Warren, Wall Street and Antonio Weiss: The Battle for True Financial Reform

In the wake of the 2008 housing market collapse and economic meltdown that followed, it became clear that real change would have to be effected on Wall Street if we hoped to avoid a similar scenario down the road.
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In many respects, Sen. Elizabeth Warren (D-Mass.) has made that her mission. The Washington Post recently characterized her efforts as a “jihad against Wall Street.” Warren has worked hard to battle financial and corporate giants that bend or break the law for their own benefit, often protecting the masses from getting the short end of the stick.

The latest target of her efforts is Antonio Weiss. He is President Barack Obama’s nominee for the Treasury undersecretary for domestic finance. Warren notes Weiss’s resume includes toiling as an investment banker for Lazard and working to secure international merger deals in that role and others. Some of the bigger of those deals involve an $11 billion merger of Burger King with a coffee-and-doughnut manufacturer based in Canada.

In that particular case, proponents of the deal say it was nothing more than a simple merger between two large corporations. However, critics see something more sinister: A type of inversion deal intended to shift the burger chain’s corporate headquarters across the northern border, which would in turn significantly reduce its tax burden.

It’s worth noting the parent company of Burger King is a Brazilian-based corporation that is keen on reducing all kinds of costs – particularly on the labor end. This is the same company that in the last handful of years, laid off 5,400 people from the Pittsburgh-based Heinz (including an entire factory staff in Idaho), 1,400 workers from Anheuser-Bush and hundreds more from Burger King. Other deals included consolidations of Coca-Cola plans, GlaxoSmithKline’s biotech operations and Motorola’s consumer electronics division. Each of these resulted in thousands of layoffs.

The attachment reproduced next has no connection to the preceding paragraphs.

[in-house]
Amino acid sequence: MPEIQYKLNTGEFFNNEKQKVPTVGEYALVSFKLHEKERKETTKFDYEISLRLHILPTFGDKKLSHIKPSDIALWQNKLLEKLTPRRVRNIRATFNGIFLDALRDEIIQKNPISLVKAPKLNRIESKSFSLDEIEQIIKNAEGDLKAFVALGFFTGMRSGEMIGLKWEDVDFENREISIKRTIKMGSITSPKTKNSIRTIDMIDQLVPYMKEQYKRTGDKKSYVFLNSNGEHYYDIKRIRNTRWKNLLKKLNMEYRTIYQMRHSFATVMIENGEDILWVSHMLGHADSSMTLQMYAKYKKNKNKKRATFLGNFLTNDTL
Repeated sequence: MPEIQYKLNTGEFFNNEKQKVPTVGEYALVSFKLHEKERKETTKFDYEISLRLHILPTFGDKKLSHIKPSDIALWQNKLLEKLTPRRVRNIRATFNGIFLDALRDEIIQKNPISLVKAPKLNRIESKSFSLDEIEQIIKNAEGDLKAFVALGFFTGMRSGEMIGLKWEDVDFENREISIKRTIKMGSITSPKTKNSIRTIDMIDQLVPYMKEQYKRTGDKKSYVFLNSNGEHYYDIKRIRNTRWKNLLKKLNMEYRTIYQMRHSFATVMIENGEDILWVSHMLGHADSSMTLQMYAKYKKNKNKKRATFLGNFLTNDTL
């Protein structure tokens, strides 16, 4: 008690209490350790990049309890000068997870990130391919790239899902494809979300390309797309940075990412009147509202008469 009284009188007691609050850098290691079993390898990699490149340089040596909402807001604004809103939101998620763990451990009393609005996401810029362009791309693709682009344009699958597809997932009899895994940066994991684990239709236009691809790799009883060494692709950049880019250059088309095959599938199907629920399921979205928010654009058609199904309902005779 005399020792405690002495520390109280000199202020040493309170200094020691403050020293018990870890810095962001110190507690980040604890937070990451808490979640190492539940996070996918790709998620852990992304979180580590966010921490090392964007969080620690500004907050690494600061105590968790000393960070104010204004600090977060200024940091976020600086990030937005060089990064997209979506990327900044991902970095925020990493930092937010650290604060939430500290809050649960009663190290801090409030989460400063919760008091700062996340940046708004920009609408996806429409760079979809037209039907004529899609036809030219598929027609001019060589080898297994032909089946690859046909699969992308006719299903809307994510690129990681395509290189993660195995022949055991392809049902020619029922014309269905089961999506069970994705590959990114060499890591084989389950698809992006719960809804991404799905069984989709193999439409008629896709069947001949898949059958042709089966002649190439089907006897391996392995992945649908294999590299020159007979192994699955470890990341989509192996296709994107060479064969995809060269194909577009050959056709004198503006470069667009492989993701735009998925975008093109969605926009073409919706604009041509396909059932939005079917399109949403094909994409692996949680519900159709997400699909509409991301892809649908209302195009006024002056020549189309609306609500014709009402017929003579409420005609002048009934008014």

The mergers preceded these layoffs, and in turn, company sales dropped slightly. Many, many lost their jobs. But private equity firms, CEOs and investment bankers like Weiss all made hefty profits and bonuses.

So while Warren has had her share of detractors on the confirmation of Weiss, the problem she has is one in which we should all take note: Weiss consistently and routinely organized mergers and deals that served to reward top-tier executives, while everyday workers were cast to the side.

There is another problem with these large-scale mergers, and that is they defeat the purpose of capitalism, which is fierce competition, which serves to keep prices reasonable for consumers. The opposite is happening, which is part of why we see the price of so many goods soaring (even while incomes have remained stagnant). Take, for example, the 2007 Weiss-brokered deal to merge Nestle, Gerber and Novartis Medical Nutrition. That consolidation resulted in the creation of a firm that now sells more than 80 percent of the country’s baby food.

This is a clear form of financial engineering, in which important decisions are made to benefit those who want immediate returns and profits, as opposed to those who are trying to fulfill a long-term goal of building better quality businesses that serve consumer needs at reasonable prices.

So before everyone jumps on the “Attack Elizabeth Warren” bandwagon over the issue of Weiss’s confirmation, our Miami foreclosure lawyers wonder if perhaps we should be asking not only whether he’s qualified, but whether his leadership will take us in the direction we need to go.

If you’re battling debt collection in Miami or the surrounding areas contact Jacobs Keeley for a confidential appointment to discuss your rights. Call (305) 358-7991. Also, don’t miss Miami Foreclosure Attorney Bruce Jacobs on 880AM/the Biz, every Wednesday from 5 p.m. to 6 p.m. on “Debt Warriors with Bruce Jacobs,” discussing foreclosure topics that matter to YOU.

Additional Resources:
Elizabeth Warren’s real beef with Antonio Weiss: What her fight against him is actually about, Dec. 23, 2014, By David Dayen, Salon.com
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